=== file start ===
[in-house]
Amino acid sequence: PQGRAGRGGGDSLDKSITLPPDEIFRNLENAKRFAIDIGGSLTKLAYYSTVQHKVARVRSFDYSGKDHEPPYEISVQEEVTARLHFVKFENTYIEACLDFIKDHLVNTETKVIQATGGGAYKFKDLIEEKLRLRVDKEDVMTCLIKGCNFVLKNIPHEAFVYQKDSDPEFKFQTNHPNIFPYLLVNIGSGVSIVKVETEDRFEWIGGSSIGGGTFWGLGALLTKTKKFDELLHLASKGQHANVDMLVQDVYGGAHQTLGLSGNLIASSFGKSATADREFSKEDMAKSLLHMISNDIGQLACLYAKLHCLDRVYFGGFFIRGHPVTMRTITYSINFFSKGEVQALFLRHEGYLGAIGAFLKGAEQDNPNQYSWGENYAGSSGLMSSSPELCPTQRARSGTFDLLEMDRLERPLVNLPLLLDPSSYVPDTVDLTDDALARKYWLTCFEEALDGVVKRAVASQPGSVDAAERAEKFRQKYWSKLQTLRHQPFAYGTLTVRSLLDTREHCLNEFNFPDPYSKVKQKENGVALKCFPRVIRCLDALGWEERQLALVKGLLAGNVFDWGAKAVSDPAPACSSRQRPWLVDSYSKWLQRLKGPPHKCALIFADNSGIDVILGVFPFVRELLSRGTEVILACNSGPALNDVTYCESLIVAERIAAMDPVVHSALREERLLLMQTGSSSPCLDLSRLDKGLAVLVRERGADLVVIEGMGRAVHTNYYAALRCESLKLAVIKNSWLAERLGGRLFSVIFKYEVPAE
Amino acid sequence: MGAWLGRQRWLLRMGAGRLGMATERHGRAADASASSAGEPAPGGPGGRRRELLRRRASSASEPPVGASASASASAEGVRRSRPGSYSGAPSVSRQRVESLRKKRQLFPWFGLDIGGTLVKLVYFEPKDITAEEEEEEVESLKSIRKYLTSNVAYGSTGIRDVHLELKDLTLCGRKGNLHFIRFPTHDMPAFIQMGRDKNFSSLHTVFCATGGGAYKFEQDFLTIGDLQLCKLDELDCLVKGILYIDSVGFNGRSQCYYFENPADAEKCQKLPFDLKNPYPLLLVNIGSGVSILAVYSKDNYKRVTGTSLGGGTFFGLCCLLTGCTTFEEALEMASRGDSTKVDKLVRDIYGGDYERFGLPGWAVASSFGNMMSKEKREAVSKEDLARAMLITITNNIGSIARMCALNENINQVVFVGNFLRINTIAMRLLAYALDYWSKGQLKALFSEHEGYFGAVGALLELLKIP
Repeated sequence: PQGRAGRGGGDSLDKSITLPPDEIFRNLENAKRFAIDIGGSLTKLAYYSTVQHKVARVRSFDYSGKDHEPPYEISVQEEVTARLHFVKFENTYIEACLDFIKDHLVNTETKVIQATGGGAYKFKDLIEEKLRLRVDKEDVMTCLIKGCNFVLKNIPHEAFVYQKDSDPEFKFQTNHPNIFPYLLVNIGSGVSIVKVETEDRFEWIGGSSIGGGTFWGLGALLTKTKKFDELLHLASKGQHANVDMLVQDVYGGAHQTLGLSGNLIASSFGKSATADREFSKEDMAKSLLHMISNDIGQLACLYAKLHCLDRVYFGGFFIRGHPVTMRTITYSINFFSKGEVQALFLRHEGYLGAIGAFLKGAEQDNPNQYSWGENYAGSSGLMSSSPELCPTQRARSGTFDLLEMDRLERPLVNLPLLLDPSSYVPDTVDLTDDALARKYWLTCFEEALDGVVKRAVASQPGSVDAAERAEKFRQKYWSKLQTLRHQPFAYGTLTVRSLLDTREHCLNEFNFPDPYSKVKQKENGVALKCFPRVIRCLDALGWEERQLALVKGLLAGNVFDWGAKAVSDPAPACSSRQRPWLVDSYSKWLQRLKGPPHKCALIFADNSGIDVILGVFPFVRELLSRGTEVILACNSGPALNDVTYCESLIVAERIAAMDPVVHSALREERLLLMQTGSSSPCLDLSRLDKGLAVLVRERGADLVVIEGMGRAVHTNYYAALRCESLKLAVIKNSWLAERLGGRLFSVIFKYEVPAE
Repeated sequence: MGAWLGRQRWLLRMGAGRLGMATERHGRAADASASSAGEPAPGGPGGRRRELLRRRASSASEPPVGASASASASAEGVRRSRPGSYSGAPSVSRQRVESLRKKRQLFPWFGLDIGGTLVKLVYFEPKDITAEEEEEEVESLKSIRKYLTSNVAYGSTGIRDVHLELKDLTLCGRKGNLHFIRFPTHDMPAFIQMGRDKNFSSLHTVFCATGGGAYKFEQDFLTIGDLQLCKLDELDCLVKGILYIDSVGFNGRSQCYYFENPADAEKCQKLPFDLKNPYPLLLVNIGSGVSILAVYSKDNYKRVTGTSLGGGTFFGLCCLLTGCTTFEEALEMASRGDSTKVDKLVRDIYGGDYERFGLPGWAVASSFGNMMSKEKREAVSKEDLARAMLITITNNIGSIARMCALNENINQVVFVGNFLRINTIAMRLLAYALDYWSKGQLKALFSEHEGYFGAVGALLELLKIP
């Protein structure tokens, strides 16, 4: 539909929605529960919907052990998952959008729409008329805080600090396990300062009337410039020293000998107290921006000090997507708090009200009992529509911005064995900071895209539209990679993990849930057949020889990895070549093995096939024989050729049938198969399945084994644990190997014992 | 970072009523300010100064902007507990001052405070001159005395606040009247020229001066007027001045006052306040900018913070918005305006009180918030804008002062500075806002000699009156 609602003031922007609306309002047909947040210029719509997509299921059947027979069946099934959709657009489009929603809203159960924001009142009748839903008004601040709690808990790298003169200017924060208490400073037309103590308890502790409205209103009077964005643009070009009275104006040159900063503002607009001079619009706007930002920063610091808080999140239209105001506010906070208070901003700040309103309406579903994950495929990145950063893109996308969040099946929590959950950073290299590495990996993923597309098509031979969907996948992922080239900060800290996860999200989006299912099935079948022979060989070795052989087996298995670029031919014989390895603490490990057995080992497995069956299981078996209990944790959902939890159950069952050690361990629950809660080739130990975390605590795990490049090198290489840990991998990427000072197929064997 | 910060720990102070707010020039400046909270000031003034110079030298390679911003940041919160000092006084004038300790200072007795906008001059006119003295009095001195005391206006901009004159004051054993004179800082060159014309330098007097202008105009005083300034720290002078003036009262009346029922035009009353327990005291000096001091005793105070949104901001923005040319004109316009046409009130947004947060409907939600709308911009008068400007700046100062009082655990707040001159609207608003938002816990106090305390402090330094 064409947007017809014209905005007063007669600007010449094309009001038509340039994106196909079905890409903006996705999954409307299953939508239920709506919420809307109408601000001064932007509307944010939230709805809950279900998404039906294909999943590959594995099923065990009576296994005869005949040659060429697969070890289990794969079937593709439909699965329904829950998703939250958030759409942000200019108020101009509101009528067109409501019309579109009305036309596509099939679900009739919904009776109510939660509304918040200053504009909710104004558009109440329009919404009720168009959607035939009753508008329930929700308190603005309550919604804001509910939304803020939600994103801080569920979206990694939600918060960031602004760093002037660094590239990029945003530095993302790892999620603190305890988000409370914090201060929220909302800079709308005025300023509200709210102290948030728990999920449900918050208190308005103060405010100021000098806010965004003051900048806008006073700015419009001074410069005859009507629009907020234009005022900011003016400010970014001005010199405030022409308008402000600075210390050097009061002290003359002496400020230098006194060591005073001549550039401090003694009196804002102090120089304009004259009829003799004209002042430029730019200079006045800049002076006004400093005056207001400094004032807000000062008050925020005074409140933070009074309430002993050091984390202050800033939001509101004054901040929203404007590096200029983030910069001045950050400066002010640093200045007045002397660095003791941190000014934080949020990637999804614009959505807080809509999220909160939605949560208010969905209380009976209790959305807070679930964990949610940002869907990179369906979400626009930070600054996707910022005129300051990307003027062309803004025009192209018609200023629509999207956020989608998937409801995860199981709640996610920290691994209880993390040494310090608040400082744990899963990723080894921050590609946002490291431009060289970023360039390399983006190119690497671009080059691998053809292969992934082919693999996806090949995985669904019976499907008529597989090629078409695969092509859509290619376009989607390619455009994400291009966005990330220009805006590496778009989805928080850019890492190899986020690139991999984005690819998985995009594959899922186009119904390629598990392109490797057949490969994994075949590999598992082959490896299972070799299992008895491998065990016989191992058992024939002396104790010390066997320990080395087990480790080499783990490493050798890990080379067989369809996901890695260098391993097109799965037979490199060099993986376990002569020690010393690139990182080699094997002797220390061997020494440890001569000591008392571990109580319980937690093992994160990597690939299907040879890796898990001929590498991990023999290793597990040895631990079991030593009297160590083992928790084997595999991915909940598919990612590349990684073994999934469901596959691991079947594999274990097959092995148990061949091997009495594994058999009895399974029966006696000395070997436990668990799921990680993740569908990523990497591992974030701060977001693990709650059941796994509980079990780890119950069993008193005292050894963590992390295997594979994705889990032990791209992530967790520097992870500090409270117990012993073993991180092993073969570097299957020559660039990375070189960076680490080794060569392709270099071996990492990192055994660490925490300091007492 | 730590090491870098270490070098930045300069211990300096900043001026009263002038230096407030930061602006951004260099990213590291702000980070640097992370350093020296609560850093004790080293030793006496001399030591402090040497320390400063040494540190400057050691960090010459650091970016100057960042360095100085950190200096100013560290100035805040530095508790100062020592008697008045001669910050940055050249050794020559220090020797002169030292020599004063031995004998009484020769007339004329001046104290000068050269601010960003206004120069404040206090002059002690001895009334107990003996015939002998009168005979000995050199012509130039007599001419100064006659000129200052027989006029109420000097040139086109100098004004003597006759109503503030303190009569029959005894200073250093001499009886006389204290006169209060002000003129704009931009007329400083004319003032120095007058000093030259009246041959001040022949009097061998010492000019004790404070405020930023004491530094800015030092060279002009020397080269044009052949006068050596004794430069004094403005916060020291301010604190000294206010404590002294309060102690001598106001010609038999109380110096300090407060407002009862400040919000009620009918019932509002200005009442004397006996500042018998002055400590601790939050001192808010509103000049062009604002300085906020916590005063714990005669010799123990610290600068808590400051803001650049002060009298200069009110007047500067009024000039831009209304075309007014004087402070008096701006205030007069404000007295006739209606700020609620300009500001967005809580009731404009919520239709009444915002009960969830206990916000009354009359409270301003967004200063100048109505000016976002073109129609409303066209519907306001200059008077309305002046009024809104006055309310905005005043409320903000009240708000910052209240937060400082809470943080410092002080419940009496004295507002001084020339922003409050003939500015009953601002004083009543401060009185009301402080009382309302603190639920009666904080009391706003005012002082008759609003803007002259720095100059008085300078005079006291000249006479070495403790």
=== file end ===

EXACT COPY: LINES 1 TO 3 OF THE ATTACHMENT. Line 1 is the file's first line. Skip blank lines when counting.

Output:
[in-house]
Amino acid sequence: PQGRAGRGGGDSLDKSITLPPDEIFRNLENAKRFAIDIGGSLTKLAYYSTVQHKVARVRSFDYSGKDHEPPYEISVQEEVTARLHFVKFENTYIEACLDFIKDHLVNTETKVIQATGGGAYKFKDLIEEKLRLRVDKEDVMTCLIKGCNFVLKNIPHEAFVYQKDSDPEFKFQTNHPNIFPYLLVNIGSGVSIVKVETEDRFEWIGGSSIGGGTFWGLGALLTKTKKFDELLHLASKGQHANVDMLVQDVYGGAHQTLGLSGNLIASSFGKSATADREFSKEDMAKSLLHMISNDIGQLACLYAKLHCLDRVYFGGFFIRGHPVTMRTITYSINFFSKGEVQALFLRHEGYLGAIGAFLKGAEQDNPNQYSWGENYAGSSGLMSSSPELCPTQRARSGTFDLLEMDRLERPLVNLPLLLDPSSYVPDTVDLTDDALARKYWLTCFEEALDGVVKRAVASQPGSVDAAERAEKFRQKYWSKLQTLRHQPFAYGTLTVRSLLDTREHCLNEFNFPDPYSKVKQKENGVALKCFPRVIRCLDALGWEERQLALVKGLLAGNVFDWGAKAVSDPAPACSSRQRPWLVDSYSKWLQRLKGPPHKCALIFADNSGIDVILGVFPFVRELLSRGTEVILACNSGPALNDVTYCESLIVAERIAAMDPVVHSALREERLLLMQTGSSSPCLDLSRLDKGLAVLVRERGADLVVIEGMGRAVHTNYYAALRCESLKLAVIKNSWLAERLGGRLFSVIFKYEVPAE
Amino acid sequence: MGAWLGRQRWLLRMGAGRLGMATERHGRAADASASSAGEPAPGGPGGRRRELLRRRASSASEPPVGASASASASAEGVRRSRPGSYSGAPSVSRQRVESLRKKRQLFPWFGLDIGGTLVKLVYFEPKDITAEEEEEEVESLKSIRKYLTSNVAYGSTGIRDVHLELKDLTLCGRKGNLHFIRFPTHDMPAFIQMGRDKNFSSLHTVFCATGGGAYKFEQDFLTIGDLQLCKLDELDCLVKGILYIDSVGFNGRSQCYYFENPADAEKCQKLPFDLKNPYPLLLVNIGSGVSILAVYSKDNYKRVTGTSLGGGTFFGLCCLLTGCTTFEEALEMASRGDSTKVDKLVRDIYGGDYERFGLPGWAVASSFGNMMSKEKREAVSKEDLARAMLITITNNIGSIARMCALNENINQVVFVGNFLRINTIAMRLLAYALDYWSKGQLKALFSEHEGYFGAVGALLELLKIP